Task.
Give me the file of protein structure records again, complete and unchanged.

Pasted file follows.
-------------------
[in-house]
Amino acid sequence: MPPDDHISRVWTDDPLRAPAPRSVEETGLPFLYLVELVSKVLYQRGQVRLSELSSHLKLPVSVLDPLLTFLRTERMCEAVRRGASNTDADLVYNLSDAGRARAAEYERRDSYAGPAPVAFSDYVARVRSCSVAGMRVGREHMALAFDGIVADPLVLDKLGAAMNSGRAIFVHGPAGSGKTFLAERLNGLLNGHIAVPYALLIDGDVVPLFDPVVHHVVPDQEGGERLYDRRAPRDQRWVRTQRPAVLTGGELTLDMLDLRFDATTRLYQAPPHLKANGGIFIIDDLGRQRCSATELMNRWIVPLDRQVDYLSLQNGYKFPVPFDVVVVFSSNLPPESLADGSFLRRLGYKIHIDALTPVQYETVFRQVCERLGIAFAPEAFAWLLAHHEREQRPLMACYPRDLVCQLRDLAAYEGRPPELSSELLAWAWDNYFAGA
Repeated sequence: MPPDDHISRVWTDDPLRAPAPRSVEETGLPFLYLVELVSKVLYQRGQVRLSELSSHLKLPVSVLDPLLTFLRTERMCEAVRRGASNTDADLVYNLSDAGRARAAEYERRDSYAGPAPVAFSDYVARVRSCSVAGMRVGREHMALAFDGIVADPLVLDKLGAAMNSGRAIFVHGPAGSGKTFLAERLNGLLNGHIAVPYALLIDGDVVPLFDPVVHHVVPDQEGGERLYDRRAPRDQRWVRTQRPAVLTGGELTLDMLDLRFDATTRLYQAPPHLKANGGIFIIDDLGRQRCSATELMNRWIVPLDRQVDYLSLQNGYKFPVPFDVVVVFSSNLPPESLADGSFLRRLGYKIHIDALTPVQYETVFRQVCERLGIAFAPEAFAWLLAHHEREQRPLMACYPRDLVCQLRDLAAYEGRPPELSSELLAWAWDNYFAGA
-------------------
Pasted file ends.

[in-house]
Amino acid sequence: MPPDDHISRVWTDDPLRAPAPRSVEETGLPFLYLVELVSKVLYQRGQVRLSELSSHLKLPVSVLDPLLTFLRTERMCEAVRRGASNTDADLVYNLSDAGRARAAEYERRDSYAGPAPVAFSDYVARVRSCSVAGMRVGREHMALAFDGIVADPLVLDKLGAAMNSGRAIFVHGPAGSGKTFLAERLNGLLNGHIAVPYALLIDGDVVPLFDPVVHHVVPDQEGGERLYDRRAPRDQRWVRTQRPAVLTGGELTLDMLDLRFDATTRLYQAPPHLKANGGIFIIDDLGRQRCSATELMNRWIVPLDRQVDYLSLQNGYKFPVPFDVVVVFSSNLPPESLADGSFLRRLGYKIHIDALTPVQYETVFRQVCERLGIAFAPEAFAWLLAHHEREQRPLMACYPRDLVCQLRDLAAYEGRPPELSSELLAWAWDNYFAGA
Repeated sequence: MPPDDHISRVWTDDPLRAPAPRSVEETGLPFLYLVELVSKVLYQRGQVRLSELSSHLKLPVSVLDPLLTFLRTERMCEAVRRGASNTDADLVYNLSDAGRARAAEYERRDSYAGPAPVAFSDYVARVRSCSVAGMRVGREHMALAFDGIVADPLVLDKLGAAMNSGRAIFVHGPAGSGKTFLAERLNGLLNGHIAVPYALLIDGDVVPLFDPVVHHVVPDQEGGERLYDRRAPRDQRWVRTQRPAVLTGGELTLDMLDLRFDATTRLYQAPPHLKANGGIFIIDDLGRQRCSATELMNRWIVPLDRQVDYLSLQNGYKFPVPFDVVVVFSSNLPPESLADGSFLRRLGYKIHIDALTPVQYETVFRQVCERLGIAFAPEAFAWLLAHHEREQRPLMACYPRDLVCQLRDLAAYEGRPPELSSELLAWAWDNYFAGA